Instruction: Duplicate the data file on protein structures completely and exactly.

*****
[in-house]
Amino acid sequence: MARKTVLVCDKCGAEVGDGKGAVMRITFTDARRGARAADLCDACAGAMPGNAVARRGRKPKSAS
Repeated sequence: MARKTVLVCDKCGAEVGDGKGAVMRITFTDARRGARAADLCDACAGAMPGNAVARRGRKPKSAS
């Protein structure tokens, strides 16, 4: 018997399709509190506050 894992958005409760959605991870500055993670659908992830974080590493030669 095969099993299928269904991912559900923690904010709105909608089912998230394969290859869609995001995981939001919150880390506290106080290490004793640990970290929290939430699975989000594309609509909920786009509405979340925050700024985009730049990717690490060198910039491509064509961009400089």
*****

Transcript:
[in-house]
Amino acid sequence: MARKTVLVCDKCGAEVGDGKGAVMRITFTDARRGARAADLCDACAGAMPGNAVARRGRKPKSAS
Repeated sequence: MARKTVLVCDKCGAEVGDGKGAVMRITFTDARRGARAADLCDACAGAMPGNAVARRGRKPKSAS
């Protein structure tokens, strides 16, 4: 018997399709509190506050 894992958005409760959605991870500055993670659908992830974080590493030669 095969099993299928269904991912559900923690904010709105909608089912998230394969290859869609995001995981939001919150880390506290106080290490004793640990970290929290939430699975989000594309609509909920786009509405979340925050700024985009730049990717690490060198910039491509064509961009400089």